Not that there’s anything wrong with that, because warts and all — and yes, the warts here are plentiful — The Alien Factor is, as the kids once said, more fun than a barrel o’ monkeys.  Sure, it’s hokey beyond belief, but you’ve got to put conventional definitions of “good” and “bad” filmmaking aside when you’re considering a Don Dohler production. For instance, the average low-budget (or no-budget, as is probably the more apt description here) moviemaker, when realizing that his “alien” costumes and effects look like shit, is going to do all he or she can to minimize their on-screen appearance and obfuscate them with shadows, tricky camera angles and the like so as not to embarrass him or herself. But that’s not Dohler thinking — our guy Don shows you his first savage beastie attacking a couple parked in lover’s lane (or on lover’s hill, or in lover’s field, or whatever) in full, clear, broad daylight right off the bat. That’s because displaying his garage-made makeup and costumes and effects was the whole point of these films. Dohler himself admitted quite publicly on numerous occasions that he didn’t give much of a fuck about directing actors, staging effective-looking shots, writing believable dialogue, etc. — he just wanted to show off his effects work and prove to the readers of his small-circulation (but, as it would turn out, highly influential, given that kids-at-the-time like J.J. Abrams were reading it) Cinemagic DIY-special-effects magazine that, hey, you really can do all this shit at home with duct tape and bailing wire.

Seminal Dohler regulars like George Stover and Don Leifert make their first appearances here, and standard plot devices like the scientist-from-out-of-town-whose-goofy-theories-just-might-explain-everything (reminiscent of the setup in Ed Wood’s Bride Of The Monster, amongst others) pop up for the first time in a Dohler feature as well, and basically the whole film feels on first viewing like the laying down of a template which can be followed time and time again even though there’s no way ol’ Don could have known that at the time he was making the film, since he often said that he figured his career as a filmmaker would strictly be a one-and-done proposition.

While that, thankfully (by our standards here at TFG, at any rate) didn’t turn out to be the case, it is interesting to watch The Alien Factor with a keen eye for the elements used that Dohler would not go back to — like the stop-motion-animation monster “battle” at the end  (let’s just say Harryhausen it ain’t). So Don didn’t go back to the well for every single element of every one of his films after this, despite overwhelming appearances to the contrary. If something didn’t work, he was the first to realize it and wasn’t afraid to scrap the less-than-successful stuff he tried and move on. Practicality trumps inspiration every time, my friends.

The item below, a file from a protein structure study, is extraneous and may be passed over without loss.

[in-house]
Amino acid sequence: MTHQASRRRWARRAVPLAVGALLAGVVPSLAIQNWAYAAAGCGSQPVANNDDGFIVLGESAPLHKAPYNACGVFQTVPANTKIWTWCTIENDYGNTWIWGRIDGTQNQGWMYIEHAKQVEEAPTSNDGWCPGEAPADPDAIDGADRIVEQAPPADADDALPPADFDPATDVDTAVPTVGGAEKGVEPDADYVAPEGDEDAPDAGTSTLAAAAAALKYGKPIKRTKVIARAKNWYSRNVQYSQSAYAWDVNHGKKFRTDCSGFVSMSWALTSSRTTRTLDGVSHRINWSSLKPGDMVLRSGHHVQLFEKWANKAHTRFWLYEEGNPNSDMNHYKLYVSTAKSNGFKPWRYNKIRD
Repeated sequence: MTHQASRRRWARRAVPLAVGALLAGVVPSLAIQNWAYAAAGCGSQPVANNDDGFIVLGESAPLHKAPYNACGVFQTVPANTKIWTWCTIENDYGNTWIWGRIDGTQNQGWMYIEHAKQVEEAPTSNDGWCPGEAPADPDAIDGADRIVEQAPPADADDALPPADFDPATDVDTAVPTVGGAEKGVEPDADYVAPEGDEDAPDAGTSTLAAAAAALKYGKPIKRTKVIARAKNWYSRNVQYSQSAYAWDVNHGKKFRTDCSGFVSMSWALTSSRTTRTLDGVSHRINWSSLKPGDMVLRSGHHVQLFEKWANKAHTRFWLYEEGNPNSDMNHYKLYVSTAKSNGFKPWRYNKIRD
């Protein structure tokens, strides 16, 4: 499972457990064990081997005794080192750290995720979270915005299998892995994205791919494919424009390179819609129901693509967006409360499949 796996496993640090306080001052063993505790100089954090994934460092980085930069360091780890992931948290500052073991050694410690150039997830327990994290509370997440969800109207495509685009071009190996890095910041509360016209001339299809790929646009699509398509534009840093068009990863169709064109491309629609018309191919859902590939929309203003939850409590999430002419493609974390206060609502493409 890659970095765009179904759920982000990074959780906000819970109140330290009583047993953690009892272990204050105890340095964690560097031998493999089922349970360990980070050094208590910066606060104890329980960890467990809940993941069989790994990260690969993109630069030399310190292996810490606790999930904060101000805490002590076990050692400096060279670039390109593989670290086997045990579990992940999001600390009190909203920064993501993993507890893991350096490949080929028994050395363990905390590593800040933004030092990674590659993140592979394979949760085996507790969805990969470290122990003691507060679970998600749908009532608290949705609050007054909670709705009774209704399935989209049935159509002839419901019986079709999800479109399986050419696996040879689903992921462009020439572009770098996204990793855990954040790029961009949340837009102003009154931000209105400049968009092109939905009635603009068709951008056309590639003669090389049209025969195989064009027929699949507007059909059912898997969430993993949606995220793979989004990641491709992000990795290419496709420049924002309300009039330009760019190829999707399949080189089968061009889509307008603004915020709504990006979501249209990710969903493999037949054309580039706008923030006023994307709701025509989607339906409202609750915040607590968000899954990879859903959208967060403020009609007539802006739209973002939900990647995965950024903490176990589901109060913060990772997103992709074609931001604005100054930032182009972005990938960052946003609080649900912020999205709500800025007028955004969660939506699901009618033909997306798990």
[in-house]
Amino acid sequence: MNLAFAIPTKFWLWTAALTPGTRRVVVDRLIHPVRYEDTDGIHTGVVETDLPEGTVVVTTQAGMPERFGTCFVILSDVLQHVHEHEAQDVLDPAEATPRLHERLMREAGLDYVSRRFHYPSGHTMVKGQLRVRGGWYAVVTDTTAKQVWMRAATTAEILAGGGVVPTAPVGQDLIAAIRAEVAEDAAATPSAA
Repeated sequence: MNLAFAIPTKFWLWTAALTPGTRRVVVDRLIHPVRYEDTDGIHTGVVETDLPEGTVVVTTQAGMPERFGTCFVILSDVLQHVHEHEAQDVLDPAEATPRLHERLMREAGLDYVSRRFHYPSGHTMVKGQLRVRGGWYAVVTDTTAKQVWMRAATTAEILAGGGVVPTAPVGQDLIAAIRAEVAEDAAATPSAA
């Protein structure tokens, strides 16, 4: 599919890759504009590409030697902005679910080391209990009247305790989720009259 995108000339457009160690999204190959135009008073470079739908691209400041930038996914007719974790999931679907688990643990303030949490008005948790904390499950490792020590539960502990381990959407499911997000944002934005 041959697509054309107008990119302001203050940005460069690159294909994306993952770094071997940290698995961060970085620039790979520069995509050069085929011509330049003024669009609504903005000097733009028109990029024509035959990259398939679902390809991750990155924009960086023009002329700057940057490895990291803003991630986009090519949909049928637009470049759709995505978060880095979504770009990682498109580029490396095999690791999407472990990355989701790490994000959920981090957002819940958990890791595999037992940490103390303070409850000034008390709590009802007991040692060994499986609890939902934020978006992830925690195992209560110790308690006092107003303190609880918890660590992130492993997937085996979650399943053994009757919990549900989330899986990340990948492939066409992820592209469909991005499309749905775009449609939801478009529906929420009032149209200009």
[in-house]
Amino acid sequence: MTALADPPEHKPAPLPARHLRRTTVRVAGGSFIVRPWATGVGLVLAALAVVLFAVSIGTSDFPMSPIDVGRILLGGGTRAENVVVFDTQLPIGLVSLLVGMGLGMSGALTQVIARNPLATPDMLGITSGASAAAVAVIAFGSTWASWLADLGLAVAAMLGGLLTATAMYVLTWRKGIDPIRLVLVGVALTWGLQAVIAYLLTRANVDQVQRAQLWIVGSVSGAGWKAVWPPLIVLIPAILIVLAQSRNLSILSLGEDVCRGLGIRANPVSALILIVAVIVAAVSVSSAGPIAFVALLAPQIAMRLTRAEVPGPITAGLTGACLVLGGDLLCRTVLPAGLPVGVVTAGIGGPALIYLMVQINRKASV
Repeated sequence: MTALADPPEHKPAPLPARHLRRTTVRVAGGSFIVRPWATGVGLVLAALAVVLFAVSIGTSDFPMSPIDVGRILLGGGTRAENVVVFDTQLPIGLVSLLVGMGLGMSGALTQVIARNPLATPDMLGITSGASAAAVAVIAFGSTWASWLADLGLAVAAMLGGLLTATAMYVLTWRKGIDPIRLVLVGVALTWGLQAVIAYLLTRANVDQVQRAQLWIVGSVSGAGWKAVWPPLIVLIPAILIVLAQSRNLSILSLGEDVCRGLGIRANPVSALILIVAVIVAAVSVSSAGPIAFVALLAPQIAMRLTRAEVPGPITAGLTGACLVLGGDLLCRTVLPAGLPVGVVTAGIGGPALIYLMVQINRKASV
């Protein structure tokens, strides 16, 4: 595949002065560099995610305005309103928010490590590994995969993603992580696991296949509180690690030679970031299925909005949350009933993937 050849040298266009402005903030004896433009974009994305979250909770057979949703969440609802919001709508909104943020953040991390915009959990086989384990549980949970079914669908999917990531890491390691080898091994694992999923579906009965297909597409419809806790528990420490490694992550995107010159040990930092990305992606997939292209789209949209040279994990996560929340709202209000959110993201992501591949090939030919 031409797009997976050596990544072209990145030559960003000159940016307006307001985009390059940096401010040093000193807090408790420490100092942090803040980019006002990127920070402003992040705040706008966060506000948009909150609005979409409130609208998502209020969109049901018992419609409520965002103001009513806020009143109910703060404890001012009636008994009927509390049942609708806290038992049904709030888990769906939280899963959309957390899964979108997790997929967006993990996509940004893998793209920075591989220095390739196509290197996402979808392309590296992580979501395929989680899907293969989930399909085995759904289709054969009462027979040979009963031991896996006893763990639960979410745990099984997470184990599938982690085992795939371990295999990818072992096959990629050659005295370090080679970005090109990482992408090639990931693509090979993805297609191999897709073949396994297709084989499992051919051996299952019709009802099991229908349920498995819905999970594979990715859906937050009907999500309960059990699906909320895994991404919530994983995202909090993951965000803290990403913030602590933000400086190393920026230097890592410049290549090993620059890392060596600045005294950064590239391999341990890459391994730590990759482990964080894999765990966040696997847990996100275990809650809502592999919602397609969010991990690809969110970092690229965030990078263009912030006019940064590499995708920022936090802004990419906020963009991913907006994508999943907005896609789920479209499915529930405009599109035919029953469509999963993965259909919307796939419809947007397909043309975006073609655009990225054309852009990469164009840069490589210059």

Beyond that there’s really nothing of specific import worth pointing out when it comes to this film — it’s a solid Dohler effort (and the one I probably should have reviewed first, but I’m writing about these in the order they’ve made it into the DVD player lately rather than in the order they were made) that is of special interest to his small-but-loyal legion of fans simply for the fact that it came first and pretty much set the blueprint for all that was to follow, minus a small handful of tricks that he decided not to try again. It’s 80-or-so entertaining minutes of homemade- monster-movie nonsense, and around these parts that is hardly a derogatory description.

The Alien Factor is available on DVD from RetroMedia as part of its Alien Fiend Dohler double-feature release (the other flick included being, of course, Fiend)  — the 16mm print is presented full-frame, and while it’s been remastered it still has its glitchy moments (plenty of them, truth be told), the sound is remastered mono, and there are no real extras to speak of apart from a George Stover interview that makes for some fun watching. If you’re on the Don Dohler wavelength, it’s an essential purchase, but if you’re a more casual fan of low-grade cinematic trash (and this flick has, incidentally, received the “riff” treatment from Joel Hodgson and the Cinematic Titanic crew), you can get by with adding it to your Netflix queue, kicking back, enjoying the ride as a one-off, and forever wondering what all the fuss is about amongst the rest of us.